LPGA Is Wrong in Its English-Only Stance

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Editor’s Note: This column was written previous to the Advertising Age story.


Will the LPGA English-only rule backfire Isn’t it racist at some level, and don’t Fortune 500 companies shy away from these kinds of anti-diversity policies


Thank you for your e-mail. Last month, the Ladies Professional Golf Association (LPGA) announced that tournament players would have to be “effective” in English. There have been no written guidelines announced, no definition of “effective,” and there is nothing about this subject on the LPGA web site.

LPGA Commissioner Carolyn Bivens was hired in 2005 and is the first woman to have that role in the LPGA’s 58-year history. Prior to being LPGA commissioner, Bivens was a senior executive at one of the world’s largest advertising-agency conglomerates.

One of Bivens’ primary responsibilities is developing revenue–mostly from tournament sponsorships and ad revenue generated by television and web viewership.

Most of the LPGA’s media audience–and certainly the most wealthy audience and the one that advertisers will pay the most to reach–is American. For the 2008 season, 70 percent of LPGA tournaments are scheduled in the United States (25 out of 36). However, non-Americans won 77 percent of the 26 tournaments held so far this year, and 27 percent of the tournaments were won by Asian players.

This year, the country with the largest representation of winners is Korea, with four winning players. The United States only has three. Some of this year’s non-American players, including Yani Tseng of Taiwan and InBee Park of South Korea, are already proficient in English–but other non-American players are not.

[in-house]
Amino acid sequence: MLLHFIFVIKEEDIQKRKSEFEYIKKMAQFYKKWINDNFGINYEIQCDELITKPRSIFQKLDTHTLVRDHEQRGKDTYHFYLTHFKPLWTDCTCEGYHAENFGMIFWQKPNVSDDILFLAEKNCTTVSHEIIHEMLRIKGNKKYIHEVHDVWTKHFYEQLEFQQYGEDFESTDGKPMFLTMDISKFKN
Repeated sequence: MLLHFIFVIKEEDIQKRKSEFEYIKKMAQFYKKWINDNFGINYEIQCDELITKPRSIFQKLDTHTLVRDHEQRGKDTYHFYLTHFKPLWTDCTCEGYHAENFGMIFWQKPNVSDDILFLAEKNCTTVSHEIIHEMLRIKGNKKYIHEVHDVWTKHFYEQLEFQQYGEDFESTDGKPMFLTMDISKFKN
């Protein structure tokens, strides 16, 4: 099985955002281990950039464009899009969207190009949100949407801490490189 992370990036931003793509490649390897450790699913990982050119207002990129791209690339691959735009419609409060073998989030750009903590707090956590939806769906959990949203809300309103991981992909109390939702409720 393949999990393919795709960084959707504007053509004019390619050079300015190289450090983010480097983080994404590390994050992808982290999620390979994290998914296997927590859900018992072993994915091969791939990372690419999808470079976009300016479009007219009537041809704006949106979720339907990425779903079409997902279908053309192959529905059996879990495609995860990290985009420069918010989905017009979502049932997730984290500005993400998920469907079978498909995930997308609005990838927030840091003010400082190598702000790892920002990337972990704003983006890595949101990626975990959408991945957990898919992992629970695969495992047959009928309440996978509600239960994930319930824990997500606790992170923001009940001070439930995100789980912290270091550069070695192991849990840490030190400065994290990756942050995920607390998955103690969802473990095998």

Asian players, particularly Korean players, are a growing trend. According to Tees2Green.com,“Se Ri Pak was the only South Korean on the LPGA Tour in 1998, when she inspired a nation with her victory in the U.S. Women’s Open. Now, there are 45 players from South Korea on tour–two of them won majors this year–and 121 international players representing 26 countries.”

Although nobody at the LPGA has commented on this, I think you can make the case that it’s tough to get sponsorship money if the winner of the tournament that your company sponsors can’t say much more than a couple of words in English.

“This is an American tour,” said Kate Peters, executive director of the LPGA State Farm Classic. “It is important for sponsors to be able to interact with players and have a positive experience.”

“American” is an interesting way to describe it. Is it really American if the tour is international and most of the winners aren’t American citizens I’d assume that the LPGA feels that their mostly white-American audience can’t really bond with non-English-speaking winners, and in turn, sponsors and advertisers will shy away.

Regardless, this wasn’t the way to resolve the situation. I think you can absolutely make the case that this “effective” English policy is racist–it clearly targets Korean players.

The only comment from the LPGA I could find was: “We have been puzzled, if not surprised, by some of the reactions,” said deputy commissioner Libba Galloway, who previously was the LPGA’s top attorney. “We see this as a pro-international move.”

“Puzzled” “Surprised” Not anticipating this kind of reaction indicates a very sheltered management team. Even if Commissioner Bivens was surprised, sending a subordinate in to take the heat isn’t a confidence-inspiring move.

So, yes, I think this is going to backfire badly on the LPGA. There is no sign that the organizational knowledge to navigate this difficult and complex situation is in place. There is nothing about this situation on the LPGA’s web site nor is anything about diversity on the LPGA web site

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